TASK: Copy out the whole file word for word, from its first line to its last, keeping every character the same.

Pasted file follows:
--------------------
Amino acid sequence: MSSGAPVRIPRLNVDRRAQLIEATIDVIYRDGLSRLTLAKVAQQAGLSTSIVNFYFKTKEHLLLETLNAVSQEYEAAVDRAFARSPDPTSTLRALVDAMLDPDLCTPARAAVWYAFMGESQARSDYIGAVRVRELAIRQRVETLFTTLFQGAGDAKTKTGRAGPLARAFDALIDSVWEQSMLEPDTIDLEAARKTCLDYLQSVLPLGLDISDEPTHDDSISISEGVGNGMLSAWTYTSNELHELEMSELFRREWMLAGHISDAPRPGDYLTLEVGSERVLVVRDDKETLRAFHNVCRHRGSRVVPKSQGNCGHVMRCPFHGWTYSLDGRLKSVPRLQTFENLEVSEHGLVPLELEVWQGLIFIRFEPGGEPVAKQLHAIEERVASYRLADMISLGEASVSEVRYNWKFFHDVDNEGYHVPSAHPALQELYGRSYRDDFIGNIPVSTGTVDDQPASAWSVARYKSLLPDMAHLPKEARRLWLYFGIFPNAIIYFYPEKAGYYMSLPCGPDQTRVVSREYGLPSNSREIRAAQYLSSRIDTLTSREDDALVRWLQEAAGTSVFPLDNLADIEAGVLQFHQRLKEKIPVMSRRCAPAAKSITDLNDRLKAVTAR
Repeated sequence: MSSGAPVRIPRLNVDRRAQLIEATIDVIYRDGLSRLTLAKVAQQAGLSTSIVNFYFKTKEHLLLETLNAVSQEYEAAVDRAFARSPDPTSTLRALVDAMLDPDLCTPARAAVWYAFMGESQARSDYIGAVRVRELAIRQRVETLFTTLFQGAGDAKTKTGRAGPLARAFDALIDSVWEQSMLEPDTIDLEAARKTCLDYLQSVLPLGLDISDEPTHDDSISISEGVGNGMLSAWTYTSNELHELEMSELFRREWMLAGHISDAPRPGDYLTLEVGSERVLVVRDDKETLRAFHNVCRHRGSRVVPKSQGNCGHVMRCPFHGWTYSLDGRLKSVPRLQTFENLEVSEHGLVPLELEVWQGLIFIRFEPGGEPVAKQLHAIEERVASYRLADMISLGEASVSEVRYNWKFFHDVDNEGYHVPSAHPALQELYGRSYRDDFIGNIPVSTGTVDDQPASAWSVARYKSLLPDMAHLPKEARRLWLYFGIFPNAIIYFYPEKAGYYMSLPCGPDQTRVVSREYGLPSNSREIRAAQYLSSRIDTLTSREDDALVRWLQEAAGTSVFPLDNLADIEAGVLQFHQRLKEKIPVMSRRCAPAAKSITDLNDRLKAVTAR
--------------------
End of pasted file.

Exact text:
Amino acid sequence: MSSGAPVRIPRLNVDRRAQLIEATIDVIYRDGLSRLTLAKVAQQAGLSTSIVNFYFKTKEHLLLETLNAVSQEYEAAVDRAFARSPDPTSTLRALVDAMLDPDLCTPARAAVWYAFMGESQARSDYIGAVRVRELAIRQRVETLFTTLFQGAGDAKTKTGRAGPLARAFDALIDSVWEQSMLEPDTIDLEAARKTCLDYLQSVLPLGLDISDEPTHDDSISISEGVGNGMLSAWTYTSNELHELEMSELFRREWMLAGHISDAPRPGDYLTLEVGSERVLVVRDDKETLRAFHNVCRHRGSRVVPKSQGNCGHVMRCPFHGWTYSLDGRLKSVPRLQTFENLEVSEHGLVPLELEVWQGLIFIRFEPGGEPVAKQLHAIEERVASYRLADMISLGEASVSEVRYNWKFFHDVDNEGYHVPSAHPALQELYGRSYRDDFIGNIPVSTGTVDDQPASAWSVARYKSLLPDMAHLPKEARRLWLYFGIFPNAIIYFYPEKAGYYMSLPCGPDQTRVVSREYGLPSNSREIRAAQYLSSRIDTLTSREDDALVRWLQEAAGTSVFPLDNLADIEAGVLQFHQRLKEKIPVMSRRCAPAAKSITDLNDRLKAVTAR
Repeated sequence: MSSGAPVRIPRLNVDRRAQLIEATIDVIYRDGLSRLTLAKVAQQAGLSTSIVNFYFKTKEHLLLETLNAVSQEYEAAVDRAFARSPDPTSTLRALVDAMLDPDLCTPARAAVWYAFMGESQARSDYIGAVRVRELAIRQRVETLFTTLFQGAGDAKTKTGRAGPLARAFDALIDSVWEQSMLEPDTIDLEAARKTCLDYLQSVLPLGLDISDEPTHDDSISISEGVGNGMLSAWTYTSNELHELEMSELFRREWMLAGHISDAPRPGDYLTLEVGSERVLVVRDDKETLRAFHNVCRHRGSRVVPKSQGNCGHVMRCPFHGWTYSLDGRLKSVPRLQTFENLEVSEHGLVPLELEVWQGLIFIRFEPGGEPVAKQLHAIEERVASYRLADMISLGEASVSEVRYNWKFFHDVDNEGYHVPSAHPALQELYGRSYRDDFIGNIPVSTGTVDDQPASAWSVARYKSLLPDMAHLPKEARRLWLYFGIFPNAIIYFYPEKAGYYMSLPCGPDQTRVVSREYGLPSNSREIRAAQYLSSRIDTLTSREDDALVRWLQEAAGTSVFPLDNLADIEAGVLQFHQRLKEKIPVMSRRCAPAAKSITDLNDRLKAVTAR